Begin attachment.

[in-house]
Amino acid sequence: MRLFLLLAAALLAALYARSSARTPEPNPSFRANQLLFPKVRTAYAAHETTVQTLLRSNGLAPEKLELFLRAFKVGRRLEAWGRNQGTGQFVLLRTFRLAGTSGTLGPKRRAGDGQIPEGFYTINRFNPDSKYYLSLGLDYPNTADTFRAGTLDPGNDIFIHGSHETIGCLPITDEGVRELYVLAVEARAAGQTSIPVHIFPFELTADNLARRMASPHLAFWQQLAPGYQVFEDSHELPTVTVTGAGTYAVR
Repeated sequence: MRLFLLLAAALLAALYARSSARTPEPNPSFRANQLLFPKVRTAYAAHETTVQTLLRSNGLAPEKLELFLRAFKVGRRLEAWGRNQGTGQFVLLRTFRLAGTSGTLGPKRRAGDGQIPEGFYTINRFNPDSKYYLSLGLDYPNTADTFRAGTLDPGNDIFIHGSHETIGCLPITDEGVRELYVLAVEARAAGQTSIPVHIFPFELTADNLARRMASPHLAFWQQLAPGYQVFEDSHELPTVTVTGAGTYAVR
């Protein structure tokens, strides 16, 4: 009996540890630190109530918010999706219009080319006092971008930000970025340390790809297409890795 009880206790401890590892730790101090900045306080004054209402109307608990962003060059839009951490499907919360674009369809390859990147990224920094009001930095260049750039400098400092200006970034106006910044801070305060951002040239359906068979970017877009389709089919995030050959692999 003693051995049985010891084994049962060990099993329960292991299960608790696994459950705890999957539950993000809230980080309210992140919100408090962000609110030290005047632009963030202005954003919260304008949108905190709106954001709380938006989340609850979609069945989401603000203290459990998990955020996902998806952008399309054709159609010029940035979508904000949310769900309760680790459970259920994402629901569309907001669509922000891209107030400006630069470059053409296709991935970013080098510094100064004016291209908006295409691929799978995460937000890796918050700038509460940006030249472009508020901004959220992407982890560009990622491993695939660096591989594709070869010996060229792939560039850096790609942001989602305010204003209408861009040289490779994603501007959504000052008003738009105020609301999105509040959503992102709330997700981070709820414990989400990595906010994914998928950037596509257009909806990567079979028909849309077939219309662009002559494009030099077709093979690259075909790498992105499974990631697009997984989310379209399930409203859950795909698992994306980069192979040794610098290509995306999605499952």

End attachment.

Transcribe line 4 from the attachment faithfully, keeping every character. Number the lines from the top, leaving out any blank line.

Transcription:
């Protein structure tokens, strides 16, 4: 009996540890630190109530918010999706219009080319006092971008930000970025340390790809297409890795 009880206790401890590892730790101090900045306080004054209402109307608990962003060059839009951490499907919360674009369809390859990147990224920094009001930095260049750039400098400092200006970034106006910044801070305060951002040239359906068979970017877009389709089919995030050959692999 003693051995049985010891084994049962060990099993329960292991299960608790696994459950705890999957539950993000809230980080309210992140919100408090962000609110030290005047632009963030202005954003919260304008949108905190709106954001709380938006989340609850979609069945989401603000203290459990998990955020996902998806952008399309054709159609010029940035979508904000949310769900309760680790459970259920994402629901569309907001669509922000891209107030400006630069470059053409296709991935970013080098510094100064004016291209908006295409691929799978995460937000890796918050700038509460940006030249472009508020901004959220992407982890560009990622491993695939660096591989594709070869010996060229792939560039850096790609942001989602305010204003209408861009040289490779994603501007959504000052008003738009105020609301999105509040959503992102709330997700981070709820414990989400990595906010994914998928950037596509257009909806990567079979028909849309077939219309662009002559494009030099077709093979690259075909790498992105499974990631697009997984989310379209399930409203859950795909698992994306980069192979040794610098290509995306999605499952």